The Occupy Wall Street protest has managed to keep its base of operations in New York's Zuccotti Park despite the Mayor's proclamation that they must leave, and it looks like political pressure played a decisive role.
Mayor Bloomberg said on his weekly radio show that the park's owner, Brookfield Office Properties, "Got lots of calls from many elected officials threatening them and saying ... 'We're going to make your life more difficult.'"
If it wasn't clear enough before, it now appears obvious there are heavy-hitter politicos at work behind the scenes that want Occupy Wall Street to continue.
While there have been no further specifics yet on the "elected officials" Bloomberg mentioned, the occupiers are getting support from across the political, financial, and media worlds.
The White House has expressed sympathy for the protestors, and Secretary of State Hillary Clinton said they are a reminder of all the work government has left to do. Mayor Bloomberg told his staff they are under strict orders not to pressure Brookfield one way or another with regard to Zuccotti Park and the protestors. Countless celebrities have either visited Zuccotti park, or otherwise publicly expressed solidarity.
In addition, there are more signs of outside financing than every before. Reuters has suspiciously backtracked on its coverage of Occupy Wall Street's financial connection to George Soros, but many still believe the connection has merit and was retracted for political reasons.
Regardless of politics behind the scenes, the protestors won big today, and they know it.
Instead of clearing out the park, the NYPD was told to hold back at around 6AM. Soon after it became clear to both Occupiers and onlookers that nothing was going to happen-- that the protestors' allies in politics and media has won-- a march started that turned violent, and 14 arrests ensued.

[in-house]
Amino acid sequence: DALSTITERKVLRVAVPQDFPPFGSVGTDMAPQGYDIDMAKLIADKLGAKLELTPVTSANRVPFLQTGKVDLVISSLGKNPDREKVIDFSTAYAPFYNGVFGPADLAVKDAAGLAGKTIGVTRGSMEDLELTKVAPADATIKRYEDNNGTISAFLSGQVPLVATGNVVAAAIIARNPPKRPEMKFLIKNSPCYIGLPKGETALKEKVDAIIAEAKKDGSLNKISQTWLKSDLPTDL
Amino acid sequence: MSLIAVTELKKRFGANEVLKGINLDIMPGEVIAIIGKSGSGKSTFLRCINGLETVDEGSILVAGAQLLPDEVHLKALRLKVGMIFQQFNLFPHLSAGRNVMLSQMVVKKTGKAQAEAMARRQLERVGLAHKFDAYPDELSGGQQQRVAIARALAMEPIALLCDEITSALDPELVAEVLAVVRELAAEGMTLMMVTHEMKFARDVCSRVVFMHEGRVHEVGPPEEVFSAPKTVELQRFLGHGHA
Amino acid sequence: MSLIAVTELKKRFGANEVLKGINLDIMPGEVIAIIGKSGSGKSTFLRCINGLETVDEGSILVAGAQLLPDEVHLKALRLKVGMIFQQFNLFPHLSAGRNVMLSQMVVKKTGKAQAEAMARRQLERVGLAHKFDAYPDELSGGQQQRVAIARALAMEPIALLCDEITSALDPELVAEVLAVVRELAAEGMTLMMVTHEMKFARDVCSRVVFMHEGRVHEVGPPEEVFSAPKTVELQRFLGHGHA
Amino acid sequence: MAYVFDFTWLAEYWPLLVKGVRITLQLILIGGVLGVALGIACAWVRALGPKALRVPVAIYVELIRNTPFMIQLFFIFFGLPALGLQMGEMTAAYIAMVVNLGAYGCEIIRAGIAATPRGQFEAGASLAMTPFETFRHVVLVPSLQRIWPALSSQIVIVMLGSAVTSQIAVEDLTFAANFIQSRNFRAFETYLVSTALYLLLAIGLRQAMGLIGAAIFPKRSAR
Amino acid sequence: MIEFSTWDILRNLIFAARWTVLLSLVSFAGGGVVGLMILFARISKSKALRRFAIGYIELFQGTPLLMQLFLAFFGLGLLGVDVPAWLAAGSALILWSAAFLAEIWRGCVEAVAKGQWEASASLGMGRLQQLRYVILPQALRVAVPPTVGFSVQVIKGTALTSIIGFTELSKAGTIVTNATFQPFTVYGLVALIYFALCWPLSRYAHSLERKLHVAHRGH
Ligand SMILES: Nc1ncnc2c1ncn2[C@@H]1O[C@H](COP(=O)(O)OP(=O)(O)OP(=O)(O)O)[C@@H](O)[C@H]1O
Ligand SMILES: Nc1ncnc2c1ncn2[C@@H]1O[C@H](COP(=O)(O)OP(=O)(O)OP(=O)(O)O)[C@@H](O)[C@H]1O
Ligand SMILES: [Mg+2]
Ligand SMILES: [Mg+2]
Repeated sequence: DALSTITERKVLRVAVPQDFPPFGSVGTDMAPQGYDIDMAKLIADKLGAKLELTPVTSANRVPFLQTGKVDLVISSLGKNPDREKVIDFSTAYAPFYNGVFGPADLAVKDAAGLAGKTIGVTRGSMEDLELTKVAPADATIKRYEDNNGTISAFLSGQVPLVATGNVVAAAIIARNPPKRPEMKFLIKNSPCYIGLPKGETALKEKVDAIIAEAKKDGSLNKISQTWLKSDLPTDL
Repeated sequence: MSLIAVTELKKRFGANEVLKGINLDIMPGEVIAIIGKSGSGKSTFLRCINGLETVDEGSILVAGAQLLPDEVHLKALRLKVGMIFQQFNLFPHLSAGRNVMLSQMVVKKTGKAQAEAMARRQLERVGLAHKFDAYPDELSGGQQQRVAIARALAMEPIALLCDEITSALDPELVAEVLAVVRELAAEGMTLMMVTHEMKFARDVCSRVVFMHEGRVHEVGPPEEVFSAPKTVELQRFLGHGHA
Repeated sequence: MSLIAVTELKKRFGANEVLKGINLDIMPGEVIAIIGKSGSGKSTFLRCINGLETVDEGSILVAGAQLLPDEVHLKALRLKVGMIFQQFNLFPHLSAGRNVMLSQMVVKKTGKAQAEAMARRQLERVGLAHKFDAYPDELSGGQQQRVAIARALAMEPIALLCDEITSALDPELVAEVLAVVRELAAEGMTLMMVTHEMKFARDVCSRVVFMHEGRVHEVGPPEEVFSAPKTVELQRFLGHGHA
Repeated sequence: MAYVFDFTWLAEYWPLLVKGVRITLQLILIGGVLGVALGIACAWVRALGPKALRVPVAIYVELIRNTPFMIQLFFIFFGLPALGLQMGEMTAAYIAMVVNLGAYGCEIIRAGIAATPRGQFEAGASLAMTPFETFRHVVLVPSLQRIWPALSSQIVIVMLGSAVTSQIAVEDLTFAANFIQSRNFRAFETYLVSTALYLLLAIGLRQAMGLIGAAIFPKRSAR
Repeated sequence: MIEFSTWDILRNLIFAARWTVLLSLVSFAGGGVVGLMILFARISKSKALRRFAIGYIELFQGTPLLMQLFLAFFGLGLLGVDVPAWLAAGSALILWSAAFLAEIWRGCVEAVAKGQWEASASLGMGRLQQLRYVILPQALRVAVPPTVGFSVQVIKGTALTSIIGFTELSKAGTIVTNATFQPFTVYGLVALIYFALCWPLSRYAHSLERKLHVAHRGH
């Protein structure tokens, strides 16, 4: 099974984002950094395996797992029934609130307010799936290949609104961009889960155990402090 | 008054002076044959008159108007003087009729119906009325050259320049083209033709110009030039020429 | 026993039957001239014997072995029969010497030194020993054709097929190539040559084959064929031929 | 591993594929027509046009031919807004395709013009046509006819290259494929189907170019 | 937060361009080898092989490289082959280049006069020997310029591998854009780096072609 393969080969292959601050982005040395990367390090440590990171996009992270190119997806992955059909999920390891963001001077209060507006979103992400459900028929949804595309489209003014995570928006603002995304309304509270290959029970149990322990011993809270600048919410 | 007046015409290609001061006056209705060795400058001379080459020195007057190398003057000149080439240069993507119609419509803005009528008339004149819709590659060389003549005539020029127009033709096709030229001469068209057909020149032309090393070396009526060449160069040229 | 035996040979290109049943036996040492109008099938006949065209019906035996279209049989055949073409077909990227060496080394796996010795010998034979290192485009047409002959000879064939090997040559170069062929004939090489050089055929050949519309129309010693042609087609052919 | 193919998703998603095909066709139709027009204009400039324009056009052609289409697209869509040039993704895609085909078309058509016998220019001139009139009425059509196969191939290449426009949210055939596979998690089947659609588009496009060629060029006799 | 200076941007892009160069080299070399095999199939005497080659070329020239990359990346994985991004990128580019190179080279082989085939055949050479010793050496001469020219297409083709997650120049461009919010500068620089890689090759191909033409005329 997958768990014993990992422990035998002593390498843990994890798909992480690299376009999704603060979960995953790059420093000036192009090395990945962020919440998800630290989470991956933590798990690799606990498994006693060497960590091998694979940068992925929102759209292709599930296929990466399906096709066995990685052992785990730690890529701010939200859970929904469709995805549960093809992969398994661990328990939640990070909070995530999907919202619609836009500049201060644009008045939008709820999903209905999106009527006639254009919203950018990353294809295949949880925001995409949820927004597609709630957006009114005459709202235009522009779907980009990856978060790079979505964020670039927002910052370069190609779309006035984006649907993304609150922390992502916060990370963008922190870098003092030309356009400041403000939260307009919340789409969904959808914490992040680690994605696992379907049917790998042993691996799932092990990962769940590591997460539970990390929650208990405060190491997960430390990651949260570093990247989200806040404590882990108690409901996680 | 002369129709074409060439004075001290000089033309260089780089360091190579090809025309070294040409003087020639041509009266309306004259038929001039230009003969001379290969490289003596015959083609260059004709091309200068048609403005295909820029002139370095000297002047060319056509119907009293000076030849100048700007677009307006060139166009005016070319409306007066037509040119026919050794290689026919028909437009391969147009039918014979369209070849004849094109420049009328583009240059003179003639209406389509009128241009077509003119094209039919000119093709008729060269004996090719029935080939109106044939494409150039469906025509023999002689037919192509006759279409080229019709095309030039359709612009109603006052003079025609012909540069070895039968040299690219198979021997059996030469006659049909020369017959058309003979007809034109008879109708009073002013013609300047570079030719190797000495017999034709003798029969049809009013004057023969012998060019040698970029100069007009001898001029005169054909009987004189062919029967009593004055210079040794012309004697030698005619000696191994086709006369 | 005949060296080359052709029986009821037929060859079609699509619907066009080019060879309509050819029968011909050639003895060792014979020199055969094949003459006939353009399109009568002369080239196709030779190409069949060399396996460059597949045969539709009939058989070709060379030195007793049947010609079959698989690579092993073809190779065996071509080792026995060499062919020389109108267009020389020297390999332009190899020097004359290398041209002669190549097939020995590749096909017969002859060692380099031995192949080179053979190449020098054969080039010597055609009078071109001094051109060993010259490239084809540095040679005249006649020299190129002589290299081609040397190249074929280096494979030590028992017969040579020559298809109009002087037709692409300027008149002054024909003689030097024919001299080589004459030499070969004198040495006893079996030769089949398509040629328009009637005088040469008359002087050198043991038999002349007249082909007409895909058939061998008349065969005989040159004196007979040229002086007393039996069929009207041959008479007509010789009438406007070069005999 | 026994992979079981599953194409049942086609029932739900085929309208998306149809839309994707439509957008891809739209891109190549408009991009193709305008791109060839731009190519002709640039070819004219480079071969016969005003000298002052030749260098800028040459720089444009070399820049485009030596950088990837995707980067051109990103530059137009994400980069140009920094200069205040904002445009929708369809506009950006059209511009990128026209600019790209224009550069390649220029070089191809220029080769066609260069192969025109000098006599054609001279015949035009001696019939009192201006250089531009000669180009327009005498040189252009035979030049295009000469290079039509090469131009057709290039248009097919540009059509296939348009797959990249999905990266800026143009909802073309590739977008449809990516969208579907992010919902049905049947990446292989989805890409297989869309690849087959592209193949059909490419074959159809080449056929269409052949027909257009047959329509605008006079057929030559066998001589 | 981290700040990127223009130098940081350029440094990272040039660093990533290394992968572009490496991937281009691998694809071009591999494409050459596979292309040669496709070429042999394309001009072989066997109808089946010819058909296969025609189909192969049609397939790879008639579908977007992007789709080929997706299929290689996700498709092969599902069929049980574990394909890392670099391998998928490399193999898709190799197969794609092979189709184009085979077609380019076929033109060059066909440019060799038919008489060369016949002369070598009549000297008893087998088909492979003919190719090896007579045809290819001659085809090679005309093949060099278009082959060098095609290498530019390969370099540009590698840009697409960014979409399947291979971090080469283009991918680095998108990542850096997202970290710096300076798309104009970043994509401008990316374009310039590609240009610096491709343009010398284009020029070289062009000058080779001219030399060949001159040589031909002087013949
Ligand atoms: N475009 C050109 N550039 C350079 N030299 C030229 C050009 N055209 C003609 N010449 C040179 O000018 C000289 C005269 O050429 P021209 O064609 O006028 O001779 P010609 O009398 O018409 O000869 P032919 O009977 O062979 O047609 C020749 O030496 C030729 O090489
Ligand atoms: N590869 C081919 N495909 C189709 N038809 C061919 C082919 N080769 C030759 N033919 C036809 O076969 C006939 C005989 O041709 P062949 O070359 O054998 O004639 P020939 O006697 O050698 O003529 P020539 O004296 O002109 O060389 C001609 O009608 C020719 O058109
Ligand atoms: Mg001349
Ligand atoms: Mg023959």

The situation is now more volatile at Zuccotti Park than anything since the arrest of 700 protestors on the Brooklyn Bridge a couple of weeks ago. In many ways, it has become even more precarious.
In their own eyes, the protestors stood firm. They prepared themselves for an onslaught of eviction and arrests that never came. In fact, from what I saw and heard this morning in Zuccotti Park, they have never felt more righteous, or more bold.
Police officers used metal interlocking barricades to pen in the main protest area, and then stood by and watched. One protestor told me that the police are frustrated, because now they know their job just got a lot harder.
The new narrative at Liberty Square is Occupy Wall Street stood up to "the man" and won. Here is a clip that shows the mood of the Occupiers as they sing "We Shall Overcome:"
Now we're forced to ask the question: If the Occupiers friends can control a massive multinational corporation (Brookfield), a powerful billionaire mayor, and defy the largest, most well-organized police department in the country, what will they consider outside their reach?
What will stop them?
We may learn the answer to that question tomorrow, as thousands of protestors plan to descend on Times Square, and occupations around the world are preparing to gather in solidarity.
But the signs I saw this morning calling for class warfare have become much more ominous.